The Story of a Vase
Cass Bancroft hummed along to the music on her car radio. With a whole day free she was indulging herself. After a morning of pampering at the beauticians and a light lunch in her favourite Godalming restaurant, she was looking forward to an afternoon spent browsing the Dorking antique shops.
Turning left off West Street she stopped humming to concentrate on finding a parking slot in the small car park. Muttering a jubilant, “result” she slipped her car into the last vacant space, she considered the easy parking to be a good luck omen. Cass was confident it would be a good afternoon.
Not that she was looking for anything in particular; she knew that hunting for – say an Arts and Crafts copper tray – would mean blinding herself to all the other beautiful things. No, an open-minded browse would be much more fun and, maybe, something irresistible would catch her eye.
An hour later and Cass was having a wonderful time. She had worked her way through one shop, feasting her eyes on the things she liked and dismissing the pieces she considered inferior.
She crossed the road to the place with the nice on-site café. She would spend a little while browsing before stopping for a pot of tea and a piece of cake.
It was in one of the upstairs rooms where, in one of the display cabinets, she saw the vase. Sitting among a selection of pleasant, but not outstanding, china and porcelain the quality of that one special piece shone out and at first, Cass thought it was this that caught her attention.
Chinese, maybe Japanese, she speculated, taking a closer look. The colours were wonderful, a deep turquoise ground elegantly decorated in pale green and touches of delicate pink. Fine trailing vines twined round a length of bamboo. A gilded dragonfly hovered over an elegant leaf. Cass realised she had been holding her breath, she let it go slowly. ‘Oh, my goodness,’ she whispered to herself.
Tea, she must go for tea and sit for a while. Did she dare look at the price? When she did it surprised Cass to see that it came within her (provisional) self-imposed limit. Deep in thought she took the stairs down to the level with the café, she would go to look at the vase again after her tea and if she still felt the same, she would buy it.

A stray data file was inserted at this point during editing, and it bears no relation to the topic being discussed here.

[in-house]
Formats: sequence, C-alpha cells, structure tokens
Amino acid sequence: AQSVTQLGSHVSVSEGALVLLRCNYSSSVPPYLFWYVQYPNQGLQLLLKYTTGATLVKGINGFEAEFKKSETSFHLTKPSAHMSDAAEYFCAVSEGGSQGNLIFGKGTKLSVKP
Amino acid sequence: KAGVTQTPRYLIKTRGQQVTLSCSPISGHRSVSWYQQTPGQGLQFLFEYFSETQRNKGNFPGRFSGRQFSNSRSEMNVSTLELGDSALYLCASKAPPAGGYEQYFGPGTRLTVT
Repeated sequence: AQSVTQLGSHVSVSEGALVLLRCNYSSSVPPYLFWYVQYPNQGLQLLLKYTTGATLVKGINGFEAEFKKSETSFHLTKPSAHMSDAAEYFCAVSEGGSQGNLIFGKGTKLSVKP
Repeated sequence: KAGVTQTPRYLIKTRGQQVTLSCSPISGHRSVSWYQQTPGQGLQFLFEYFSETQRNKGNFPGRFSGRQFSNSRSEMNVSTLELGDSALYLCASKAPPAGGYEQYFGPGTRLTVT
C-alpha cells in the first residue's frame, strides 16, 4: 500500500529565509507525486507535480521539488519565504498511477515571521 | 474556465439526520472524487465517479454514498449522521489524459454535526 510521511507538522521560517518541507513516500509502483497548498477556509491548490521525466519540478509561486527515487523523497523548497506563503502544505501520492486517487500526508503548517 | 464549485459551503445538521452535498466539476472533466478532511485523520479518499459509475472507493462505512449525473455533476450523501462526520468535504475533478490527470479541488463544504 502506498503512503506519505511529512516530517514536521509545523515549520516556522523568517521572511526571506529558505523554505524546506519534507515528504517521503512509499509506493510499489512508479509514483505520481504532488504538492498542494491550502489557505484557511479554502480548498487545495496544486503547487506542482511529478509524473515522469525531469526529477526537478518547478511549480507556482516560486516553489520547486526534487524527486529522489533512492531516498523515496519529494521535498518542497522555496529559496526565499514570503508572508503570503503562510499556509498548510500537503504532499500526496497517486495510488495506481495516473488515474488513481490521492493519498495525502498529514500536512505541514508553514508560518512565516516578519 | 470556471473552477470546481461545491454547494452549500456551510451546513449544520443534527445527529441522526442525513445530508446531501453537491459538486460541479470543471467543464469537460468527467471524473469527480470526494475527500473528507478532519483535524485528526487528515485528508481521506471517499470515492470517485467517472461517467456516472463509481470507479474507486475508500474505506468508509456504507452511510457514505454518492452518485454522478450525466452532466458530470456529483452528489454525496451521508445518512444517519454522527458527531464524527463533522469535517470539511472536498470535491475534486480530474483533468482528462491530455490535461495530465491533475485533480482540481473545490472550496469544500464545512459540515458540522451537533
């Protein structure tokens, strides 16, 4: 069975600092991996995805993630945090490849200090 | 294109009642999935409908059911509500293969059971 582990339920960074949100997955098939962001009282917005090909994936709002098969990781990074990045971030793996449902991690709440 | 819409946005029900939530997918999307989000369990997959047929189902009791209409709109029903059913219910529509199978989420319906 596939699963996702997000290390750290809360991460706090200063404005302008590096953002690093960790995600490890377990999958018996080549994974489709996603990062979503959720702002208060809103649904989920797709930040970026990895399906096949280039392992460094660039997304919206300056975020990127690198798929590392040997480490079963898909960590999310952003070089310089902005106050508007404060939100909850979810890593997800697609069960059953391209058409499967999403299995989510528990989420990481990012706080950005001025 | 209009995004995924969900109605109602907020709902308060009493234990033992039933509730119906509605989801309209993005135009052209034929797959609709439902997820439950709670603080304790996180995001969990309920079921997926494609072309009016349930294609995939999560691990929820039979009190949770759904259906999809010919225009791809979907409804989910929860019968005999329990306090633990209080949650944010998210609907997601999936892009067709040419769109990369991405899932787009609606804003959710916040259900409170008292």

The waitress carefully placed the pot of Earl Grey and the large slice of coffee and walnut cake on the table, all neatly arranged within easy reach, smiled and withdrew.
As Cass lifted the first forkful of cake to her mouth, vaguely thinking of the wonderful cakes her aunt Mary made, she remembered where and when she had seen that vase before. Cass and James, her husband, had visited Mary recently, two Sundays ago in fact. She had given them one of her teatime specials, tiny neat sandwiches with three different kinds of homemade cake.
After that tea, while she and James were feeling too full and contented to move, Mary had brought out the family photos. She had collected together, tucked away in a box, a comprehensive record of the family history. She remembered the name of every dim and crumpled image and where each fitted into the family structure.
‘Look what I found tucked away in an old book, I had forgotten I even had this one.’ Mary said passing over a photo that was larger and clearer than a lot she had shown them. ‘This is Kath, taken at their house not long after the wedding.’
Aunt Kath, the family mystery and legend, Cass had seen photos of her before, as a younger woman, arm in arm with Mary, dressed in the fashions of the time. Two lovely, smiling girls striding it out along a seaside promenade.
This was a mature woman. Cass would put her in her early thirties, well-groomed and attractive. She was seated at a table in an elegant room, everything about her projected poise and confidence. Beside her on the table, clear in every detail, was the vase.